Even under the most unfortunate circumstances, NASA continues on a path of innovation. After the Space Shuttle Columbia reentered the atmosphere on February 1, 2003, it experienced a catastrophic failure, and the entire crew and vehicle were lost. For the two weeks prior to the accident, Columbia STS-107 was on a mission to perform physical, life, and space sciences research in the unique environment of microgravity.

Space Shuttle Discovery launched on July 26, 2005, ending the wait for the historic Return to Flight mission following the Columbia disaster.
Following the accident, the remaining shuttles— Endeavor, Atlantis, and Discovery—were grounded, and an intense investigation ensued. The Columbia Accident Investigation Board spent nearly 7 months examining the cause of the accident and determining what would ensure a safe return to flight. To this end, investigators performed an extensive review down five analytic paths: aerodynamic, thermodynamic, sensor data timeline, debris reconstruction, and imaging.

As part of the evaluation of all the available imagery from Columbia’s ascent, orbit, and entry, investigators needed a new method for analyzing still video images to determine the size of the material that fell from Columbia, as well as the distance that the material traveled. John Lane, a scientist at Kennedy Space Center, devised a software program to calculate the unknown dimension of the material in the images, and soon after the investigation was complete, continued to enhance the technology. Eventually, the program that assisted in the Columbia investigation became available for licensing.


In 2008, DigiContractor Corporation of Tarzana, California, learned about the NASA software as well as an additional, related NASA program, and obtained a license for each technology. Paul Minor, founder of DigiContractor, wanted to use the NASA technology to enhance the capabilities of an existing product line called uPhotoMeasure.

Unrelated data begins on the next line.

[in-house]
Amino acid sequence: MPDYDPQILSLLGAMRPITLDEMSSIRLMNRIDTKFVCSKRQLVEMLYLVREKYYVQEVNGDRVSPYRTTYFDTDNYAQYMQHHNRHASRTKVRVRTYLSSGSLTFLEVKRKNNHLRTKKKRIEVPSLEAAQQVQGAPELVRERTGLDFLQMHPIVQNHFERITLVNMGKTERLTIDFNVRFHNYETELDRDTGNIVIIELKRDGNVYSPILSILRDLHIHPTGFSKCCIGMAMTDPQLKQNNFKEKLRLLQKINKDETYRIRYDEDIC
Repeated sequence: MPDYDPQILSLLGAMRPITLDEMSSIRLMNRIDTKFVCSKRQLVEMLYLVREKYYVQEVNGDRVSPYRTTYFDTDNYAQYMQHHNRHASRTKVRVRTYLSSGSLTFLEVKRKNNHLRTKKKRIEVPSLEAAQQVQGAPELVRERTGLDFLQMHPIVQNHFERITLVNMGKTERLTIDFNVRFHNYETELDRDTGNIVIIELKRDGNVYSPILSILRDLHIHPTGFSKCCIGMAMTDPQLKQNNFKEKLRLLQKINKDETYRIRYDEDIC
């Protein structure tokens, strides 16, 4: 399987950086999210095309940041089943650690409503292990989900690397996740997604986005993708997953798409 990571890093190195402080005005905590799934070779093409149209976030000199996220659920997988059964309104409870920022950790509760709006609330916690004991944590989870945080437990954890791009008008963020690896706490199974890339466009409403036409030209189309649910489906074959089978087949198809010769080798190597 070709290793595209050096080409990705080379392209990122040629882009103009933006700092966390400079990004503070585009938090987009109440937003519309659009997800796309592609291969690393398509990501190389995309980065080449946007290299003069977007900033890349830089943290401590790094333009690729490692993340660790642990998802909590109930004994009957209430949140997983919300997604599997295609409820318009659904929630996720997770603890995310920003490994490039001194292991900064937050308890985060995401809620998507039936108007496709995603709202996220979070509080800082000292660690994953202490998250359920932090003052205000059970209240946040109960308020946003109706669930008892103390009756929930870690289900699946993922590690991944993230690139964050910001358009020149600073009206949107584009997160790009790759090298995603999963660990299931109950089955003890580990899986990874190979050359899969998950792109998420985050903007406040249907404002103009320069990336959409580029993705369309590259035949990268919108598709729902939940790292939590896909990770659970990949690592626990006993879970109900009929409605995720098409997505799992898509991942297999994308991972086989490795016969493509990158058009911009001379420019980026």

Originally developed to measure the dimensions of items in a photograph for construction purposes, uPhotoMeasure can be applied to calculate measurements from a photo for a variety of applications—from landscaping or flooring projects to crime scenes or auto accidents.

“We dissected the NASA version and then we incorporated some of that technology into ours. It’s a benefit to our algorithms and gives an added level of accuracy,” says Minor. “NASA partnerships are beneficial because they provide access to the technologies that are being developed at the Government level. They’re not in business to take these technologies to market, but we are.”


DigiContractor licensed NASA technology to incorporate into uPhotoMeasure, a software program that calculates measurements from a photo. After the user defines the measurements for a known reference point, the program can calculate length, width, area, perimeter, or circumference of other items.
With a background in general contracting, Minor had become accustomed to estimating measurements from a photograph, but he wanted to apply a software program that could calculate accurate measurements from a photo. After working with a friend who helped him design the software, Minor tested and refined the technology. By 2004, he formed DigiContractor with funding from family and friends.

Over the next several years, the software was modified and updated, and now includes the NASA technology. According to the company, if used correctly, uPhotoMeasure can make measurements with at least 95-percent accuracy. Today, the software has close to 5,000 users who have downloaded the program to their computers or access the software on the Internet.